Significantly, the ruling implicitly raised the question of what makes someone Native American. “The case is about a little girl (Baby Girl) who is classified as an Indian because she is 1.2% (3/256) Cherokee,” Alito wrote in the first line of his majority opinion. He went on to conclude: “The Act would put certain vulnerable children at great disadvantage solely because an ancestor—even a remote one—was an Indian.”
Currently, tribes decide membership eligibility in a variety of ways. Some rule that you’re a member if one of your parents is; others allow a more distant family connection. It’s possible to be racially Native American and not a citizen of any federally recognized tribe. As a result, tribes and courts consider tribal membership a political designation having nothing to do with race.
But Alito’s emphasis on Baby Girl’s distant connection to her tribe is mirrored by Goldwater’s allegation that it is unfair to subject Indian children to a different set of rules, especially if their tribal connection is remote. Goldwater alleges that the law hurts kids by delaying their placement in stable homes, and by sending them back to live with potentially abusive parents.
The Goldwater Institute’s most significant case against ICWA, A.D. v. Washburn, argues that the law amounts to unconstitutional racial discrimination against Native children. (Laws that discriminate on the basis of race are subject to “strict scrutiny,” which requires the government to prove a compelling interest.) Named for a baby girl who is an enrolled member of the Gila River Indian Community, A.D. v. Washburn is a class-action lawsuit involving more than 1,300 Native American kids in the Arizona foster-care system. “The only basis for forcing these kids to be sent to tribal courts is because they’re racially connected,” Sandefur told me. “It’s like saying that children of Japanese descent need to be adjudicated by the court of Japan.”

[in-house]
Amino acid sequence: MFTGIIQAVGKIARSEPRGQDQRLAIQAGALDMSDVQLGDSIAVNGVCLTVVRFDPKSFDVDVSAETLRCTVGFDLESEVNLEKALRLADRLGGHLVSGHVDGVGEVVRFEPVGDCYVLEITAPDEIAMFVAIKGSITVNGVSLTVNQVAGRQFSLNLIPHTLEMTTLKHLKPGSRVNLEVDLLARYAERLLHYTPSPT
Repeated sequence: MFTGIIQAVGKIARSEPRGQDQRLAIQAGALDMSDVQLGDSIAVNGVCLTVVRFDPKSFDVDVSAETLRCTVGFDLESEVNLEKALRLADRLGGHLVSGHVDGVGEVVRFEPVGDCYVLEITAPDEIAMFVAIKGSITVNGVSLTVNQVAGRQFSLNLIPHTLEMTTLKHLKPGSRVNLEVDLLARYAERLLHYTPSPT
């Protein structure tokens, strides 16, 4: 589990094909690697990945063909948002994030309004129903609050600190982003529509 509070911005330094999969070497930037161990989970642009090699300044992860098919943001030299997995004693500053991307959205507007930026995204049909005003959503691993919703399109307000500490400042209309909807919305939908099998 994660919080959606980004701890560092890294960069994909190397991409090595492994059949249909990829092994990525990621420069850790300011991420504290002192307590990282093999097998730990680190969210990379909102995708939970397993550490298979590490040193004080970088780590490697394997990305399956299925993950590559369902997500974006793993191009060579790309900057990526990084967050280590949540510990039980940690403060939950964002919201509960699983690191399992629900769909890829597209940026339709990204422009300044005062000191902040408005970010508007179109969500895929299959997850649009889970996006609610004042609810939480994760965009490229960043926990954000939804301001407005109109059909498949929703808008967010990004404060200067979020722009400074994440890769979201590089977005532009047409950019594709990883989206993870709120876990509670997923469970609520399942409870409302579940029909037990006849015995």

Jacqueline Pata, executive director of the National Congress of American Indians, argues that this is a colossal misunderstanding of tribal treaty rights. “We were tribal citizens before we were American citizens, and while we recognize each other’s government structures, these rights to determine what’s best for our people are inherent to us,” she said, adding, “Goldwater’s suggestion that the law is somehow impermissibly unfair to Indian children ignores the reason why ICWA was passed and is still critical today: Indian children aren’t treated fairly by the justice system.”
Simmering close to the surface of Goldwater’s argument is the tacit accusation that children growing up on reservations are likely to be disadvantaged. “Native American death rates are rising and they have the lowest life expectancy rates, thanks in no small part to the way government policies have made reservations into economic wastelands,” Sandefur wrote on his blog last September.